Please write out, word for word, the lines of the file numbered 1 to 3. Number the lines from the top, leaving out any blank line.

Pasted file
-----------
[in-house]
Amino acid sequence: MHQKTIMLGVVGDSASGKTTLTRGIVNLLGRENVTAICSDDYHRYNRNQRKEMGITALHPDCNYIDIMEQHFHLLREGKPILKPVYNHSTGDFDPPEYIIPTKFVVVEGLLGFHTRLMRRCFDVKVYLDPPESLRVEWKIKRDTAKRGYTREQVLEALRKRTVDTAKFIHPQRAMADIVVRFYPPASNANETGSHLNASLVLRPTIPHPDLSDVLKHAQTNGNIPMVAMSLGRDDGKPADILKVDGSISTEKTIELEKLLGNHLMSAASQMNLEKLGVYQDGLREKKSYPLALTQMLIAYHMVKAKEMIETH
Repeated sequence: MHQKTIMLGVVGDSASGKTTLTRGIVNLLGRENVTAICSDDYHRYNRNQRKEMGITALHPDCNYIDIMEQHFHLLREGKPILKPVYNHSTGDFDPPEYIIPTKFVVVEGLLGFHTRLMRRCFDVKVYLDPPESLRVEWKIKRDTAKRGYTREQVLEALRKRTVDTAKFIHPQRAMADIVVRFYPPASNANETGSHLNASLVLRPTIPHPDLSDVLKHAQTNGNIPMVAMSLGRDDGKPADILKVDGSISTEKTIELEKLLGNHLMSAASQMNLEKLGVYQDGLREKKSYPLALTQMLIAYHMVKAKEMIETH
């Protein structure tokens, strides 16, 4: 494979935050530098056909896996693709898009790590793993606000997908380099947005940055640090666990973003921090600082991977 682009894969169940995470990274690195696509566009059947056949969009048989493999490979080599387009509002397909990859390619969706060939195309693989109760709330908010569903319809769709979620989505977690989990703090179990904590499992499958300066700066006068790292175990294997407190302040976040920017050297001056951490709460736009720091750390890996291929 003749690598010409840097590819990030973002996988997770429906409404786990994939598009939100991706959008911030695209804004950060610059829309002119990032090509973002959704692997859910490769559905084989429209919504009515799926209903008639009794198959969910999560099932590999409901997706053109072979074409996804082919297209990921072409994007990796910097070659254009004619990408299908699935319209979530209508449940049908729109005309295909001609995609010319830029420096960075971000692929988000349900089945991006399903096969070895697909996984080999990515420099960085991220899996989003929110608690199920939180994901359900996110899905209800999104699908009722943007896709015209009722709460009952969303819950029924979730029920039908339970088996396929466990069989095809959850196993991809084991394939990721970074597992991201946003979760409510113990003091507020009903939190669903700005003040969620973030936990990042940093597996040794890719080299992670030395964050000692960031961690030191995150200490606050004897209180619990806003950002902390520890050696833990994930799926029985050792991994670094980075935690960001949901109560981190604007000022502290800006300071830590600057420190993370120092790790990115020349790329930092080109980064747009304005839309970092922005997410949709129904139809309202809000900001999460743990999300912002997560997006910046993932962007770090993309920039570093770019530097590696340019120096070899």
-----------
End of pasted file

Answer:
[in-house]
Amino acid sequence: MHQKTIMLGVVGDSASGKTTLTRGIVNLLGRENVTAICSDDYHRYNRNQRKEMGITALHPDCNYIDIMEQHFHLLREGKPILKPVYNHSTGDFDPPEYIIPTKFVVVEGLLGFHTRLMRRCFDVKVYLDPPESLRVEWKIKRDTAKRGYTREQVLEALRKRTVDTAKFIHPQRAMADIVVRFYPPASNANETGSHLNASLVLRPTIPHPDLSDVLKHAQTNGNIPMVAMSLGRDDGKPADILKVDGSISTEKTIELEKLLGNHLMSAASQMNLEKLGVYQDGLREKKSYPLALTQMLIAYHMVKAKEMIETH
Repeated sequence: MHQKTIMLGVVGDSASGKTTLTRGIVNLLGRENVTAICSDDYHRYNRNQRKEMGITALHPDCNYIDIMEQHFHLLREGKPILKPVYNHSTGDFDPPEYIIPTKFVVVEGLLGFHTRLMRRCFDVKVYLDPPESLRVEWKIKRDTAKRGYTREQVLEALRKRTVDTAKFIHPQRAMADIVVRFYPPASNANETGSHLNASLVLRPTIPHPDLSDVLKHAQTNGNIPMVAMSLGRDDGKPADILKVDGSISTEKTIELEKLLGNHLMSAASQMNLEKLGVYQDGLREKKSYPLALTQMLIAYHMVKAKEMIETH